Moving into a few other considerations when reading the Bible is that of the background. The Bible and its story of redemption do not occur in a void. There is a historical dimension to everything going on. A view to the world events surrounding a passage can give great insight and deeper meaning to what the people in the passage are going through. To have Daniel in the lion’s den in one thing, But to understand his people as enslaved, and himself forced into the service of the king of Babylon and so forth shows greater depth of character then for Daniel to just being wanting to pray when the rules say not to. There are a variety of helps when it comes to the history of the Bible. Many books and resources are available to further our understanding of the times and events surrounding the accounts of Scripture. I’m not to say you must know Roman culture to know what the Bible is talking about in the Gospels. But it becomes very helpful when a denarius is mentioned to know its modern day equivalent.
There is also theological dimension to consider when reviewing the background and goings on within a given text or passage. From Matthew 2:1-12 there is a theme of worship being discussed and contrasted. I could read into the text the theme of God’s providence, in that the Magi do not fall victim to the wrath of Herod. I’d be right in that the providence of God was displayed here, but not something directly in focus here and not at the expense of missing the theme the author is attempting to place in front of us.
Last for today is to remember to look at a book of the Bible from the stand point of it being a literary work. Each book (or epistle) of the Bible has an author. Yet they all can be said to have the same author too, if reflecting on the work of the Holy Spirit. These books are thus joined in the theme of redemption, and yet occur in a variety of times, places, and dealing with all sorts of people. As a literary work there are characters to follow, understand, and learn from. Within each story, although not always mentioned, we should always account for the main character, God, to be present. Again there are great volumes of books out and available to know more about the characters of the Bible. Some have done the work for you to take all the passages of the Bible characters and assemble a fuller picture of the life of that individual within the context of his time and place in history. As a literary work we should assume there are both an ancient audience and a modern audience. The ancient is the direct context for the passage in question, but whatever timeless truth comes out of that teaching or event is what we are to understand and make application of in our modern context. For example the army of Gideon was whittled down to 300 men. That was the context of his trial and testing of his faith in God. If I wrongly deduce the timeless principle to be 300 men is the ideal size for America’s army (and if I had the power to enforce such a thing) we would be quickly overcome in our modern age. What I should get out of that story is that God is faithful even when odds are not in our favor humanly speaking.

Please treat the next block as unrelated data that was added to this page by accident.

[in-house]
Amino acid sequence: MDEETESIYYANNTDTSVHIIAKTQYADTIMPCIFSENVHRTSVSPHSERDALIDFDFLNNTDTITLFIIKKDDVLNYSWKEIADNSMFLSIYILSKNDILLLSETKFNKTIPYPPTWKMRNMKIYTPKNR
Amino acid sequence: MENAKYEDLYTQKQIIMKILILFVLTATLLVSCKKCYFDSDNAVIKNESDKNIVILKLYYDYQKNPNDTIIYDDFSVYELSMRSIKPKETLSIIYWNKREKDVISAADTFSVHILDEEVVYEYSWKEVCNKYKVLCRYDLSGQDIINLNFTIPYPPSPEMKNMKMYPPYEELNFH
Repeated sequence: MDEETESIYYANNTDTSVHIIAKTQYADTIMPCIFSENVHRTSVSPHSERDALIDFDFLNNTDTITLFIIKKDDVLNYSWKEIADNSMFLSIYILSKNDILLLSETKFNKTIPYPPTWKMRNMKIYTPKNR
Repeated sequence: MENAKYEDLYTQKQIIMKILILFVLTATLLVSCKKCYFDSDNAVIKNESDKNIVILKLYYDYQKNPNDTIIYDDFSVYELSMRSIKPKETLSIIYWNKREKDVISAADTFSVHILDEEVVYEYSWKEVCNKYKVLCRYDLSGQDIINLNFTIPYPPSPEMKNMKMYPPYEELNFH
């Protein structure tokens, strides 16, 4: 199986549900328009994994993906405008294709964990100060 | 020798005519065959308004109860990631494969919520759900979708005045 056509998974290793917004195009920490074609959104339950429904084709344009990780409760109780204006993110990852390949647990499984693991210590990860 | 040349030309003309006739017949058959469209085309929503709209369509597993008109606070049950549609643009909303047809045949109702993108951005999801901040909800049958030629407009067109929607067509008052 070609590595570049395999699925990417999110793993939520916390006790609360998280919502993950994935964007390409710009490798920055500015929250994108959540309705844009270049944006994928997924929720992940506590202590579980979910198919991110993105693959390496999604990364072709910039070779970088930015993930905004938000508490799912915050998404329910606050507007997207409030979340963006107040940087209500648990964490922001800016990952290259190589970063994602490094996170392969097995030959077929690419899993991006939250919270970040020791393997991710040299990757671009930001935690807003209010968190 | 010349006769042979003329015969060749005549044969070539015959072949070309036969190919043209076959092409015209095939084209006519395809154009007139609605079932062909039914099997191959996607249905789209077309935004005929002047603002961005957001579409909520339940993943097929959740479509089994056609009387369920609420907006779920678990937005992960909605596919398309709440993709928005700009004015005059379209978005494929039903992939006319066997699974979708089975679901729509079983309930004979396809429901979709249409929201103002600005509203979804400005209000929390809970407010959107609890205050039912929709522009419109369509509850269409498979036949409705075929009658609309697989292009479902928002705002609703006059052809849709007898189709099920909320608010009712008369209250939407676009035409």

So far we have looked at approaching a passage concerned about its place within the story of Redemption, its place within the Bible and history. We need to consider the literary style and elements of what is written, the audience and its characters. God is the main character throughout, and never forgetting that what we are reading is inspired by the Holy Spirit.